The three girls were lying on a flat rock overhanging the river. The hot African sun warmed their backs, below them the clear waters of the Umlambonja rushed by, round them towered the great mountains of the Drakensberg, the Horns, the Bell, the Cathedral Peak and opposite them the Baboon Rock: well-named, for the girls had often seen an old baboon crouching in just such a way on the mountain slopes while the flightier members of his family played around him. There were no houses in this remote spot among the mountains, only the hotel hidden in a fold of the hills, and, up and down the valley, the native kraals with their round thatched huts like old-fashioned bee-hives. The sky was a deep and cloudless blue, nothing disturbed the stillness and the peace except the noisy brawling of the stream below, and far across the valley, a native boy on a Basuto pony was threading his way up a tiny mountain path.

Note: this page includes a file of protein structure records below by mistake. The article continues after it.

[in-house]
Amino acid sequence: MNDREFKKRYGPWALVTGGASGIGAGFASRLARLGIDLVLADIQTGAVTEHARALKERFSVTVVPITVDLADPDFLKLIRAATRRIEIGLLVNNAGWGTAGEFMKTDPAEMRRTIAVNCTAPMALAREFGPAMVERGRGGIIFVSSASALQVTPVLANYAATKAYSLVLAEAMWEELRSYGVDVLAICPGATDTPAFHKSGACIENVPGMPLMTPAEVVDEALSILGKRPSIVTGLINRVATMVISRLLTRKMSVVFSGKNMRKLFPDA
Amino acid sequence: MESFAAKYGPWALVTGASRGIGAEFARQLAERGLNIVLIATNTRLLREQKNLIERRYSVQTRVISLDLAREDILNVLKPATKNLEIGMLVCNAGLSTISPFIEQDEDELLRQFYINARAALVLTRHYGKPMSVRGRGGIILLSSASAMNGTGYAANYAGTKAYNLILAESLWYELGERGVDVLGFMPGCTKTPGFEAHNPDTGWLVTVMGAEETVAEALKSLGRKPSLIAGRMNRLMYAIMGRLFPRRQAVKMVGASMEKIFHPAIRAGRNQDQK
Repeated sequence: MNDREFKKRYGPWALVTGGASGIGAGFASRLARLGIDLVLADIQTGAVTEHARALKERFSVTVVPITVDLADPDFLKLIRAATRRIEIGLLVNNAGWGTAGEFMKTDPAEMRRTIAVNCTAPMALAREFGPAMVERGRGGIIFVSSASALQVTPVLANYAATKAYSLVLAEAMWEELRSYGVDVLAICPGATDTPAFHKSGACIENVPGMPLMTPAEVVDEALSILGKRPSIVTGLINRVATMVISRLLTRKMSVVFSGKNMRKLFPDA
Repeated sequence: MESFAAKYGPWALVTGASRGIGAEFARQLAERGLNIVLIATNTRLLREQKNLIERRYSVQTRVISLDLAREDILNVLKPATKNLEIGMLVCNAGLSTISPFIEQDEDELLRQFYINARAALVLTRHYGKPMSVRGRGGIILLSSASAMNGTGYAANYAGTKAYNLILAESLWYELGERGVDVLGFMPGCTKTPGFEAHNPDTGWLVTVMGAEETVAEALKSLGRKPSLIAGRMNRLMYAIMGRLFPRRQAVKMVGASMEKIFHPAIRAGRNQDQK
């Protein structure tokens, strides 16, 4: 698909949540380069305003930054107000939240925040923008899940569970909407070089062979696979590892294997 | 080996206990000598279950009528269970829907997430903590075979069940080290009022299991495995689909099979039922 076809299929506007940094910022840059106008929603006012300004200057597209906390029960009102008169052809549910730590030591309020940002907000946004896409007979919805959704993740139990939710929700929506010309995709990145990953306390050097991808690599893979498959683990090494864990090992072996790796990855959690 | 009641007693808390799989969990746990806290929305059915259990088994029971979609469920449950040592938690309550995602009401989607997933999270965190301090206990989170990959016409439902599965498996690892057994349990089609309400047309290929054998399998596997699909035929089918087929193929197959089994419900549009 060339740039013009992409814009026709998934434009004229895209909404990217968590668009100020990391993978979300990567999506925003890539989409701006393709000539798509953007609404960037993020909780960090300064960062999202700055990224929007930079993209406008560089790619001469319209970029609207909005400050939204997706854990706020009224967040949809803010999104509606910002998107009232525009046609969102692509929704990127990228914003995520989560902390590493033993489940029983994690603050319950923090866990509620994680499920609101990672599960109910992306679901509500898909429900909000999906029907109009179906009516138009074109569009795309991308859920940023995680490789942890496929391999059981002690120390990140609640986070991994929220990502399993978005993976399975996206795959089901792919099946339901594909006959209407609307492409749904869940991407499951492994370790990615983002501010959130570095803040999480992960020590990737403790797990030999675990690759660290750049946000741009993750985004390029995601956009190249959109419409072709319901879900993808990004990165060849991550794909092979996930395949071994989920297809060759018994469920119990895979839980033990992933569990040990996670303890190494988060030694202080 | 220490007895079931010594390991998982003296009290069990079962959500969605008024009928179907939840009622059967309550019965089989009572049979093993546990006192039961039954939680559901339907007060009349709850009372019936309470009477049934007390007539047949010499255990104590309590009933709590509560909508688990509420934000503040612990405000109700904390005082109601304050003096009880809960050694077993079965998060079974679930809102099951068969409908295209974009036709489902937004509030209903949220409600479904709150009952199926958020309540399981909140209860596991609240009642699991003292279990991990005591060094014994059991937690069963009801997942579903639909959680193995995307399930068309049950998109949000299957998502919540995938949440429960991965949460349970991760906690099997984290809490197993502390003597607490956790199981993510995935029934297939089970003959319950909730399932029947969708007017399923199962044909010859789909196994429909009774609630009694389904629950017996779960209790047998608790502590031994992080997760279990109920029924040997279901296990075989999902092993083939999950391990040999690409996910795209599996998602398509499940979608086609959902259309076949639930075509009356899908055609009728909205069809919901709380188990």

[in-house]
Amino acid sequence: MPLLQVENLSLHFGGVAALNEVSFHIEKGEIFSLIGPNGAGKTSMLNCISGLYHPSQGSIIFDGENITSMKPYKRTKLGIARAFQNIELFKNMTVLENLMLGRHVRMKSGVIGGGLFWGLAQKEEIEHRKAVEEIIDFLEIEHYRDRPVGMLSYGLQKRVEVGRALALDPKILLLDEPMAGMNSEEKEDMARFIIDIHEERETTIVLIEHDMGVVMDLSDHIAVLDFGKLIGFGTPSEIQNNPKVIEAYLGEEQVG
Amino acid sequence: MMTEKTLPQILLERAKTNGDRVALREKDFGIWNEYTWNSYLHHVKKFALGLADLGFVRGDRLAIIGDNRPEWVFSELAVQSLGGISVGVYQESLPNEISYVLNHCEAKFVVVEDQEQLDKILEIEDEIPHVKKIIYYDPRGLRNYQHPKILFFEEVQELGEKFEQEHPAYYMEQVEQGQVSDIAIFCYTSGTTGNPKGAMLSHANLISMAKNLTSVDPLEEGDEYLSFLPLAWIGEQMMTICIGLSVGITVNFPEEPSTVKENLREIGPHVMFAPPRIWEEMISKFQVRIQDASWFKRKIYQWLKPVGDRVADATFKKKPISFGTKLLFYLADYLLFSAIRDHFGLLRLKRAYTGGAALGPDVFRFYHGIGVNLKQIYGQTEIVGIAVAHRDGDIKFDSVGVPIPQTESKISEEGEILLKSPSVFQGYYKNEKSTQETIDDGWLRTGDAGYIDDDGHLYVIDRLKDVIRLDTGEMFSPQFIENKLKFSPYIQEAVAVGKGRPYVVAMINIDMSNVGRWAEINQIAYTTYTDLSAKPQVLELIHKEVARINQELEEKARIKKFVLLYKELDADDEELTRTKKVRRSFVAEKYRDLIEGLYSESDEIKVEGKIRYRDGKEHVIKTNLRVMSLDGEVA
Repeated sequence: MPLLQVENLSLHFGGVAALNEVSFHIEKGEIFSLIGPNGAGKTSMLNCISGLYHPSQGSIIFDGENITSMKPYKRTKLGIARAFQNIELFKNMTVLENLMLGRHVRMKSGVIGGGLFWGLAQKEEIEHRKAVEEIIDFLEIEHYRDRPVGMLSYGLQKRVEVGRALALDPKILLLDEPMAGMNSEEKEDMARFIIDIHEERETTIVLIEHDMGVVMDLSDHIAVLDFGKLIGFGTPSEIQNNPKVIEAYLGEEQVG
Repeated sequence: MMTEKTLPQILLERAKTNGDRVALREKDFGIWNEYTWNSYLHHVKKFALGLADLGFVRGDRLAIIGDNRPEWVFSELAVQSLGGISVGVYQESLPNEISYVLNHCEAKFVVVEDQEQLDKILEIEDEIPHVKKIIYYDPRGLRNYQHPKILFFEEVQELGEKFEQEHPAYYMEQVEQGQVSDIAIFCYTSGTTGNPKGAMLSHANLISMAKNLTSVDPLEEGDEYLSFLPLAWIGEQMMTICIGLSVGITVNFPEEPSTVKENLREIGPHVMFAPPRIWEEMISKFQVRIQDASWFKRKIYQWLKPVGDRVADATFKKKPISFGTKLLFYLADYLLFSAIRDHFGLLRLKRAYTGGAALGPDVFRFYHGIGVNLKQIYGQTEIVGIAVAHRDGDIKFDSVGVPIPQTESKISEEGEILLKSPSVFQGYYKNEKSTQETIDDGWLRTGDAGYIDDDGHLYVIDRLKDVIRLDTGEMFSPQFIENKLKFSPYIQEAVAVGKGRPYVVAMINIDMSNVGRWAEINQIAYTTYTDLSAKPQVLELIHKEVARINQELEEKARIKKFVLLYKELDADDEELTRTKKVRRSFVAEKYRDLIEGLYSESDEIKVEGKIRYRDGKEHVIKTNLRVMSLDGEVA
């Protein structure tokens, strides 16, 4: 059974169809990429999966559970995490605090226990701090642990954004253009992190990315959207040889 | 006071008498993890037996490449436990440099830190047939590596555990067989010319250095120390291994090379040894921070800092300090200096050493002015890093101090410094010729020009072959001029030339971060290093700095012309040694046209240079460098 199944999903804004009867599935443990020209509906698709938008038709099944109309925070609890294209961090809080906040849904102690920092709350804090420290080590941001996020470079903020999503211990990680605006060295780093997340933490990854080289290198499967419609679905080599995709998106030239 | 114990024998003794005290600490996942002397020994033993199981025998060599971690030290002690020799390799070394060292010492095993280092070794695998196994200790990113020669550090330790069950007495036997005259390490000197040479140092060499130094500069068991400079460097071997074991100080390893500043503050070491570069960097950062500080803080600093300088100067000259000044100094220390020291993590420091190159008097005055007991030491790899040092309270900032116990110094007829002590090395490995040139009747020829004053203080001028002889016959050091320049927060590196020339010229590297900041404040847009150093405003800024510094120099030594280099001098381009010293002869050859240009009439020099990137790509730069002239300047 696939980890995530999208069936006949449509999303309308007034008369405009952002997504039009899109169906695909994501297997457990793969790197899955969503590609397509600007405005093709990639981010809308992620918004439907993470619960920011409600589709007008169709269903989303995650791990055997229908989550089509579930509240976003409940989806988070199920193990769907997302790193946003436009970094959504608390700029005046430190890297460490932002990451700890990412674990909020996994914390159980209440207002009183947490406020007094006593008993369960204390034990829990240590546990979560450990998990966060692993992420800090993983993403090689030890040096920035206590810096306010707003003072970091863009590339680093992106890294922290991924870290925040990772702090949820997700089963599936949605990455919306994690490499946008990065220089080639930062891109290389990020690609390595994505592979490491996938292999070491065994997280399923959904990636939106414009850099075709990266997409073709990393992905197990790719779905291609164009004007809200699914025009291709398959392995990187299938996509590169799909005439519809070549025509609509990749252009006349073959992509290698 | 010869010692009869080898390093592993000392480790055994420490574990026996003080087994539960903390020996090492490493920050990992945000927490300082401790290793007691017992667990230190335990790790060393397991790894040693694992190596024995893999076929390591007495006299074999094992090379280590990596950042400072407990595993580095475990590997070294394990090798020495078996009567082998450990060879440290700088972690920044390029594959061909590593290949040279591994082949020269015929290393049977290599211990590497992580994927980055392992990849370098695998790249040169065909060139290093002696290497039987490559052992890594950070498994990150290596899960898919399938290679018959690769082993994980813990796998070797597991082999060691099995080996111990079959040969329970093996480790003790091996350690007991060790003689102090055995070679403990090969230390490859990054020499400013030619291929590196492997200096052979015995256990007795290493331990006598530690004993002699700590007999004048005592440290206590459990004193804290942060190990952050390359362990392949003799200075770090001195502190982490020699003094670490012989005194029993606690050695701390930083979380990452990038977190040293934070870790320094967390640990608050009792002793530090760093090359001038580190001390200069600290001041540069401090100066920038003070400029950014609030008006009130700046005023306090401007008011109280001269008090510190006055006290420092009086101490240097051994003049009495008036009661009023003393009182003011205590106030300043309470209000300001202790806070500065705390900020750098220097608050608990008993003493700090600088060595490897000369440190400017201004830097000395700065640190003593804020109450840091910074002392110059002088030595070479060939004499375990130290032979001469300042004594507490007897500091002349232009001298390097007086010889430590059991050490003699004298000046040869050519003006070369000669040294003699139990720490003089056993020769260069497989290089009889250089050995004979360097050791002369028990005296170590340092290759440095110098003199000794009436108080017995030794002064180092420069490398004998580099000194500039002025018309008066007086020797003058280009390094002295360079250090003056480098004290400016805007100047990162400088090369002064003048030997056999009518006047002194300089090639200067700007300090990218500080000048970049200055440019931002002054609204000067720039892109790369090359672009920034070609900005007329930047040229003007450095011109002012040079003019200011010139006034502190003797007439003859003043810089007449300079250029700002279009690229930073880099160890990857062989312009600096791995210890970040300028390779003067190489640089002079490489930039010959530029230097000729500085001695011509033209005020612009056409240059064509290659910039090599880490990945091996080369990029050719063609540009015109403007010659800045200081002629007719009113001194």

Things were not quite so peaceful with the girls, who had other things on their minds besides the beauty of the mountains. They stared moodily at their sister Elizabeth, who was sun-bathing on the other side of the river, and at the young man who was sitting hunched beside her, his hands round his ankles, his chin on his knees. He was staring moodily at Elizabeth too. Sisters! Jennifer thought. The young ones aren't so bad, she thought, glancing at Jill and Tina, because mostly they do what they're told - eventually. But the ones old enough to get married give you nothing but trouble. "We'll have to prod her on," she said aloud.
"I should think so,"said Jill. "She could have been married twenty times over by now. I could have been a bridesmaid ages ago."
From THE MATCHMAKERS, Jane Shaw's only short story set in South Africa, published in 1959.